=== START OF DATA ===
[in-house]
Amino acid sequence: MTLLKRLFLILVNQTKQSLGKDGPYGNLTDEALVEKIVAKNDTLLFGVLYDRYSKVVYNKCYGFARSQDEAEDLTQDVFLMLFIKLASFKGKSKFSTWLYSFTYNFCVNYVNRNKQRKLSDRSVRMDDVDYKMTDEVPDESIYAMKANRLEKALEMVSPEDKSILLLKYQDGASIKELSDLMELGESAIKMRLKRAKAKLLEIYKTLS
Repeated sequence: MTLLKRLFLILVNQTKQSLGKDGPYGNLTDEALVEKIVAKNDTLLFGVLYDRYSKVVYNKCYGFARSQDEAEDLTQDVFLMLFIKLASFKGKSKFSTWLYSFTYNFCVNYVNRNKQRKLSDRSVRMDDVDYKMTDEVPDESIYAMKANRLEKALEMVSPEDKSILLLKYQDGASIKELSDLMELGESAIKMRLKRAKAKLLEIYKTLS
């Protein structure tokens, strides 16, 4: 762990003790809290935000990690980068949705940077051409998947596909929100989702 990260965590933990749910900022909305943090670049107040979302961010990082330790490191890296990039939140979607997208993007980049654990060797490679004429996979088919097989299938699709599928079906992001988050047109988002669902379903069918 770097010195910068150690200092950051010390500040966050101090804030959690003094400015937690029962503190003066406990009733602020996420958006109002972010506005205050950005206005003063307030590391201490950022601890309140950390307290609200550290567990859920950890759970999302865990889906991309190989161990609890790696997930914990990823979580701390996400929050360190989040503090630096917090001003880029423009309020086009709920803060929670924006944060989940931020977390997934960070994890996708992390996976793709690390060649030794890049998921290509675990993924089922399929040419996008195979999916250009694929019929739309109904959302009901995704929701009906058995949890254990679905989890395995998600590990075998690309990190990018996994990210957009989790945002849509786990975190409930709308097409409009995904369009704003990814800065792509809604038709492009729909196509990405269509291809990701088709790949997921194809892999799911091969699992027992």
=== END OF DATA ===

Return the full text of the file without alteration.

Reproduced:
[in-house]
Amino acid sequence: MTLLKRLFLILVNQTKQSLGKDGPYGNLTDEALVEKIVAKNDTLLFGVLYDRYSKVVYNKCYGFARSQDEAEDLTQDVFLMLFIKLASFKGKSKFSTWLYSFTYNFCVNYVNRNKQRKLSDRSVRMDDVDYKMTDEVPDESIYAMKANRLEKALEMVSPEDKSILLLKYQDGASIKELSDLMELGESAIKMRLKRAKAKLLEIYKTLS
Repeated sequence: MTLLKRLFLILVNQTKQSLGKDGPYGNLTDEALVEKIVAKNDTLLFGVLYDRYSKVVYNKCYGFARSQDEAEDLTQDVFLMLFIKLASFKGKSKFSTWLYSFTYNFCVNYVNRNKQRKLSDRSVRMDDVDYKMTDEVPDESIYAMKANRLEKALEMVSPEDKSILLLKYQDGASIKELSDLMELGESAIKMRLKRAKAKLLEIYKTLS
């Protein structure tokens, strides 16, 4: 762990003790809290935000990690980068949705940077051409998947596909929100989702 990260965590933990749910900022909305943090670049107040979302961010990082330790490191890296990039939140979607997208993007980049654990060797490679004429996979088919097989299938699709599928079906992001988050047109988002669902379903069918 770097010195910068150690200092950051010390500040966050101090804030959690003094400015937690029962503190003066406990009733602020996420958006109002972010506005205050950005206005003063307030590391201490950022601890309140950390307290609200550290567990859920950890759970999302865990889906991309190989161990609890790696997930914990990823979580701390996400929050360190989040503090630096917090001003880029423009309020086009709920803060929670924006944060989940931020977390997934960070994890996708992390996976793709690390060649030794890049998921290509675990993924089922399929040419996008195979999916250009694929019929739309109904959302009901995704929701009906058995949890254990679905989890395995998600590990075998690309990190990018996994990210957009989790945002849509786990975190409930709308097409409009995904369009704003990814800065792509809604038709492009729909196509990405269509291809990701088709790949997921194809892999799911091969699992027992």